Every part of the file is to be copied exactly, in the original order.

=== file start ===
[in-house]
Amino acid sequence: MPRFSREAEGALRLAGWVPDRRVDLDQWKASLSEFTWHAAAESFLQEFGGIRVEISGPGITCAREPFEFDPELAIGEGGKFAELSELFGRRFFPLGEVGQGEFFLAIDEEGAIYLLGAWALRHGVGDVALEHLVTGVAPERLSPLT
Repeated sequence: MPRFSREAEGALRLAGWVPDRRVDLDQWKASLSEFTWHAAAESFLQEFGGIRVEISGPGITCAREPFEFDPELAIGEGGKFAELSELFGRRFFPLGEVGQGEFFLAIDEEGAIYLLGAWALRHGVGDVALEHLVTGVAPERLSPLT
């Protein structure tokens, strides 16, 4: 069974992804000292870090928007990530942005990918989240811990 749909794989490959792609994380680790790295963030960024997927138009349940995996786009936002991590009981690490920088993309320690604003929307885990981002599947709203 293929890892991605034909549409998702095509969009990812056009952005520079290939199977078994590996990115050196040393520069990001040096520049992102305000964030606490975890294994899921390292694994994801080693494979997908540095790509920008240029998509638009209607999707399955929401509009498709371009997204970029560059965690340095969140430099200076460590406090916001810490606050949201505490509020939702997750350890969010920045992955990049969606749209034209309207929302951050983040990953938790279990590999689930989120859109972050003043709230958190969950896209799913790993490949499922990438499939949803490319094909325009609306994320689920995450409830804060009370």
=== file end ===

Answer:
[in-house]
Amino acid sequence: MPRFSREAEGALRLAGWVPDRRVDLDQWKASLSEFTWHAAAESFLQEFGGIRVEISGPGITCAREPFEFDPELAIGEGGKFAELSELFGRRFFPLGEVGQGEFFLAIDEEGAIYLLGAWALRHGVGDVALEHLVTGVAPERLSPLT
Repeated sequence: MPRFSREAEGALRLAGWVPDRRVDLDQWKASLSEFTWHAAAESFLQEFGGIRVEISGPGITCAREPFEFDPELAIGEGGKFAELSELFGRRFFPLGEVGQGEFFLAIDEEGAIYLLGAWALRHGVGDVALEHLVTGVAPERLSPLT
């Protein structure tokens, strides 16, 4: 069974992804000292870090928007990530942005990918989240811990 749909794989490959792609994380680790790295963030960024997927138009349940995996786009936002991590009981690490920088993309320690604003929307885990981002599947709203 293929890892991605034909549409998702095509969009990812056009952005520079290939199977078994590996990115050196040393520069990001040096520049992102305000964030606490975890294994899921390292694994994801080693494979997908540095790509920008240029998509638009209607999707399955929401509009498709371009997204970029560059965690340095969140430099200076460590406090916001810490606050949201505490509020939702997750350890969010920045992955990049969606749209034209309207929302951050983040990953938790279990590999689930989120859109972050003043709230958190969950896209799913790993490949499922990438499939949803490319094909325009609306994320689920995450409830804060009370």